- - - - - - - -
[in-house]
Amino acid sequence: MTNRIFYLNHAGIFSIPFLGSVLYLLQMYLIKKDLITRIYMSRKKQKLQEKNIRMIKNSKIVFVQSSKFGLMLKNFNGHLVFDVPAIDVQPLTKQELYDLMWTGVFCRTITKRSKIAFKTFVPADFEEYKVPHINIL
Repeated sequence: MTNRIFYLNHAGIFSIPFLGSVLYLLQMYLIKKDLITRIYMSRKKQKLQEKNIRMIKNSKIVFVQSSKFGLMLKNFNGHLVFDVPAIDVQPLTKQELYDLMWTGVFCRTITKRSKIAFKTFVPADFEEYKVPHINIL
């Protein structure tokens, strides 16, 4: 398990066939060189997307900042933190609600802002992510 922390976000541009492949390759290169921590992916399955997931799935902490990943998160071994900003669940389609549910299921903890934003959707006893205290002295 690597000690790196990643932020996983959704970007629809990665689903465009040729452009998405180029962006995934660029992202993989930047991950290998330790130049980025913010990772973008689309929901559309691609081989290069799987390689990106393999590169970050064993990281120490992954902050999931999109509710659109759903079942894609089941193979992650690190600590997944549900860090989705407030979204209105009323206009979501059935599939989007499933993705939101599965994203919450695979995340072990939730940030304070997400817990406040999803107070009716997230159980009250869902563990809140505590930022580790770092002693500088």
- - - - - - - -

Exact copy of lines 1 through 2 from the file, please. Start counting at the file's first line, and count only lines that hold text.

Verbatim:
[in-house]
Amino acid sequence: MTNRIFYLNHAGIFSIPFLGSVLYLLQMYLIKKDLITRIYMSRKKQKLQEKNIRMIKNSKIVFVQSSKFGLMLKNFNGHLVFDVPAIDVQPLTKQELYDLMWTGVFCRTITKRSKIAFKTFVPADFEEYKVPHINIL